Motorized

Who is a Motorized User?

Motorized users are outdoor enthusiasts who use Off-Highway Vehicles (OHVs) or, where permitted, road legal vehicles for off-road travel.

OHV
Alberta Traffic Act defines an OHV as a(an):

  • Amphibious craft
  • Dune buggies
  • Off-road motorcycles
  • Quads and trikes
  • Snowmobiles

Trucks, jeeps and modified 4x4 vehicles may not be considered OHVs.

Seasonal Safety

Be safe as well as environmentally responsible when riding your OHV this summer or winter. For more, visit:

Motorized recreation can be an exciting and enjoyable way for outdoor enthusiasts to get around on public land.

These vehicles tend to be faster and larger than other means of outdoor travel and by not traveling with the environment in mind, they can cause significant lasting damage to the landscape, including:

  • Soil compaction, contamination and erosion
  • Loss of vegetation
  • Transfer of weeds
  • Water contamination
  • Start of a Wildfire
  • Wildlife disruption

By traveling responsibly, we maintain access to natural areas and ensure the areas available to future generations.

For best practices in using motorized recreation vehicles:

How should I cross a wetland, creek or river?

You may only cross wetlands, creeks or rivers at bridges or lawful crossings.

It's the Law

  • Ride on approved trails only
  • Keep wheels out of streams, rivers, and lakes
    • Wheeled or tracked vehicles are not allowed on beds or shores of watercourses, wetlands or waterbodies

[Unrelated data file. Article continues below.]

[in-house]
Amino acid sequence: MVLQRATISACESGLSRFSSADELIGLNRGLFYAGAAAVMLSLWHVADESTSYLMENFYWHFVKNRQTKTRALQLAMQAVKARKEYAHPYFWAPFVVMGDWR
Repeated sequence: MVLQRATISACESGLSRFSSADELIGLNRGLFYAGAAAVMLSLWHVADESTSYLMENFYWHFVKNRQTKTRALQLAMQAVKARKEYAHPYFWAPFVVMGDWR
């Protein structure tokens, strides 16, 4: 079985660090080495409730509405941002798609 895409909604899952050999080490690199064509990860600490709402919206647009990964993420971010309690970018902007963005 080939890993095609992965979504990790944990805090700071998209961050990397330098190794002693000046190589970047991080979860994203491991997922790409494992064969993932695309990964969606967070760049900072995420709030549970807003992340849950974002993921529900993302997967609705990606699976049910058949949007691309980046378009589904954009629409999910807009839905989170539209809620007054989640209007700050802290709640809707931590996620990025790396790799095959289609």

• Driving in these areas produces harmful ruts and erosion problems. In addition, fine sediments stirred up by tires are harmful to fish. See:
  • Take garbage with you - leave nothing behind
  • Prevent start of a wildfire - keep your machine free of debris
  • Limit your stay to 14 days
  • Be sure your OHV is compliant. The unit must:
    • Be registered
    • Be insured
    • Have a licence plate
    • Have a head-light and tail-light
    • Have an approved muffler.

Know B4 U Go!

  • Plan route - avoid waterways and shorelines
  • Check weather – avoid wet trails
    • Most trail damage occurs after rainfall and snowmelt when trails are wet and soft.
  • Be aware of closures
    • Trail and Area Closures
    • Do not create new trails
    • Remember that cutlines are not necessarily approved trails. Steer Clear of pipelines.
  • Contact leaseholder prior to travel on leased land. Call 310-ESRD for assistance.

Best Practices

  • Avoid exposed alpine terrain and wet, sensitive or steep areas
    • Repeated travel in these areas creates damage that is very difficult to repair.
  • Stay on established and well-defined trails even if in snow
    • Off-trail driving leads to multiple braided or "bowled-out" trails.
    • Off-trail tracks in snow pushes frost deeper into the ground, contributing to vegetation damage.
  • Choose routes with the hardest, most durable surface
  • Don't spin or skid
  • Travel in small groups to minimize soil compaction and vegetation damage
  • Reduce erosion - use low pressure, non-aggressive tires.
  • Minimize sharp, low-radius turns - such manoeuvres tend to remove vegetation and plough topsoil.
  • Respect reclamation and reforestation efforts - traffic in these areas kills vulnerable grass or tree seedlings.
  • Be courteous and share the trail with other users - travel slowly and yield the trail to non-motorized traffic.
  • Keep distance from wildlife. Remember: chasing wildlife is illegal.
  • Don't cut or mark live trees - use only well-placed nylon (rather than steel) winch straps to avoid damage to bark.
  • Wash your vehicle between uses to prevent transferring weed seeds between areas.
  • Report illegitimate and illegal activity – contact 310-ESRD to report concerns.

 

Page Information

Updated: Oct 3, 2014